51. ^ "Table 10: Population and Dwelling Counts, for Census Divisions, Census Subdivisions (Municipalities) and Designated Places, 1991 and 1996 Censuses – 100% Data". 96 Census. A National Overview – Population and Dwelling Counts. Ottawa: Statistics Canada. 1997. pp. 136–146. ISBN 0-660-59283-5.
  52. ^ "Population and Dwelling Counts, for Canada, Provinces and Territories, and Census Divisions, 2001 and 1996 Censuses - 100% Data (Alberta)". Statistics Canada. Retrieved 2012-04-02.
  53. ^ "Population and dwelling counts, for Canada, provinces and territories, and census subdivisions (municipalities), 2006 and 2001 censuses - 100% data (Alberta)". Statistics Canada. 2010-01-06. Retrieved 2012-04-02.
  54. ^ a b "Population and dwelling counts, for Canada, provinces and territories, and census subdivisions (municipalities), 2011 and 2006 censuses". Statistics Canada. 2012-02-08. Retrieved 2012-02-08.
  55. ^ "2018 Municipal Affairs Population List" (PDF). Alberta Municipal Affairs. December 2018. ISBN 978-1-4601-4254-7. Retrieved July 18, 2019.
  56. ^ Statistics Canada (2019-08-09). "Census Profile, 2016 Census". Statistics Canada. Retrieved 2020-04-01.
  57. ^ a b c Statistics Canada. "Canada 2006 Census: Fort Saskatchewan - Community Profile". Retrieved 2008-12-31.
  58. ^ "The Association". Alberta’s Industrial Heartland Association. Retrieved 2020-03-29.
  59. ^ a b "Major Employers". 2018-11-27. Retrieved 2020-03-29.
  60. ^ a b c Conal MacMillan (April 22, 2010). "Court accepts offer on mall". Fort Saskatchewan Record. Archived from the original on January 23, 2013. Retrieved May 24, 2010.
  61. ^ a b Conal MacMillan (March 11, 2010). "Fort Mall draws some interest". Fort Saskatchewan Record. Archived from the original on January 23, 2013. Retrieved May 24, 2010.
  62. ^ "New owners plan Fort Mall makeover". Fort Saskatchewan Record. February 7, 2003. Archived from the original on July 11, 2011. Retrieved May 24, 2010.
  63. ^ "Owner hopes to turn mall around". Fort Saskatchewan Record. July 27, 2004. Archived from the original on July 11, 2011. Retrieved May 24, 2010.
  64. ^ "The exodus continues". Fort Saskatchewan Record. September 19, 2003. Archived from the original on July 11, 2011. Retrieved May 24, 2010.
  65. ^ a b "Editorial: Mall owner's plan should be welcome relief". Fort Saskatchewan Record. August 10, 2007. Archived from the original on July 11, 2011. Retrieved May 24, 2010.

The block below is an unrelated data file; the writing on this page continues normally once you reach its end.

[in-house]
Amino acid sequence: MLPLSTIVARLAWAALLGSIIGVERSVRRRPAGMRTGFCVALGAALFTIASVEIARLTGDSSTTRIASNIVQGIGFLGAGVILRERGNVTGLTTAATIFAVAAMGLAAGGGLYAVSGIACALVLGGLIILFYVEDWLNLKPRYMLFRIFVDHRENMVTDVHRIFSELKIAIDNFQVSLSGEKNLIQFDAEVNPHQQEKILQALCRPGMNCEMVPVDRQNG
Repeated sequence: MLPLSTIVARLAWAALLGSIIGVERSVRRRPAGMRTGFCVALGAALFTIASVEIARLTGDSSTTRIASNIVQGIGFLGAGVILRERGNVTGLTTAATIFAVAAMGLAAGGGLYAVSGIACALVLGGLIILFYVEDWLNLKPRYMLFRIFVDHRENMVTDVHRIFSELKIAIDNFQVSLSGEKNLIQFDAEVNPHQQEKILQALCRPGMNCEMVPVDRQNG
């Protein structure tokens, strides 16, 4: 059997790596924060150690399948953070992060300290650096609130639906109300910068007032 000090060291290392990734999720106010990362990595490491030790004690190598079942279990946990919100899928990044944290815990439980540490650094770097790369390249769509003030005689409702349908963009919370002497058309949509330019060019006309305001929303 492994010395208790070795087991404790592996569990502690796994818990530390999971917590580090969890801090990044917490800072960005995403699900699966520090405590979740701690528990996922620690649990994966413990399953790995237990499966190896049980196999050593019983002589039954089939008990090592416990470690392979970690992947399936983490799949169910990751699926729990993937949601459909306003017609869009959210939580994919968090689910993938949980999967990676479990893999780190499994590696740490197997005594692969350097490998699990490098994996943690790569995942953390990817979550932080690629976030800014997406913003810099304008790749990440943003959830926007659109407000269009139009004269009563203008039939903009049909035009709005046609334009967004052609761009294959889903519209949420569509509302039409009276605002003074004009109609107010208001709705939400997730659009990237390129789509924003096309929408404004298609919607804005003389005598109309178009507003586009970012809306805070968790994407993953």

66. ^ "Fort Mall in court-ordered sale". Sturgeon Creek Post. May 6, 2009. Retrieved May 24, 2010.
  67. ^ Conal MacMillan (March 2, 2010). "Fort Mall on open market for $5M". Fort Saskatchewan Record. Archived from the original on January 23, 2013. Retrieved May 24, 2010.
  68. ^ "Fort Mall will see better days". Fort Saskatchewan Record. May 7, 2009. Archived from the original on October 9, 2011. Retrieved May 24, 2010.
  69. ^ Conal MacMillan (January 7, 2010). "Council offers $4M for Fort Mall". Fort Saskatchewan Record. Archived from the original on January 15, 2013. Retrieved May 24, 2010.
  70. ^ "Fort Mall will see better days". Fort Saskatchewan Record. May 7, 2009. Archived from the original on January 23, 2013. Retrieved April 30, 2017.
  71. ^ The mall sold in December of 2010.Johnathan Milke (December 23, 2010). "New owners step up to buy Fort Mall". Fort Saskatchewan Record. Archived from the original on October 9, 2011. Retrieved December 23, 2010.
  72. ^ Fort Saskatchewan Mall Website Archived 2011-07-06 at the Wayback Machine
  73. ^ "Ribbon Cutting and Grand Opening at Fort Station Mall". Retrieved 2020-03-29.
  74. ^ "Fort Station Mall - Retail - Services - and more". Fort Station Mall. Retrieved 2020-03-29.
  75. ^ Key Planning Strategies (July 2019). "Retail Market & Gap Analysis" (PDF). City of Fort Saskatchewan. p. 47. Retrieved March 29, 2020.
  76. ^ "Recreation & Culture Centre". 2020-03-24. Retrieved 2020-03-30.
  77. ^ "MySports". 2019-07-05. Retrieved 2020-03-30.
  78. ^ "River Valley". 2020-01-14. Retrieved 2020-03-30.
  79. ^ Myroon, Alex. "Pedestrian bridge design phase currently underway". Retrieved 2020-03-30.
  80. ^ City of Fort Saskatchewan (June 2019). "Fort Saskatchewan River ValleyTrails" (PDF). City of Fort Saskatchewan. Retrieved April 7, 2020.
  81. ^ Canadian Register of Historic Places.
  82. ^ "Tours – Fort Heritage Precinct". Retrieved 2020-03-29.
  83. ^ CBC News (2017). "The Fort Heritage Precinct". CBC. Retrieved April 8, 2020.
  84. ^ Stolz, Hannah. "Peoples of the North Saskatchewan event back for 11th year". Retrieved 2020-03-29.
  85. ^ March 5, Jennifer Hamilton More from Jennifer Hamilton Published on:; March 5, 2020 | Last Updated:; Est, 2020 2:13 Pm (2020-03-05). "Sheeptown Players Society offers Fort's Got Talent and Murder Mystery". Fort Saskatchewan Record. Retrieved 2020-03-30.CS1 maint: extra punctuation (link)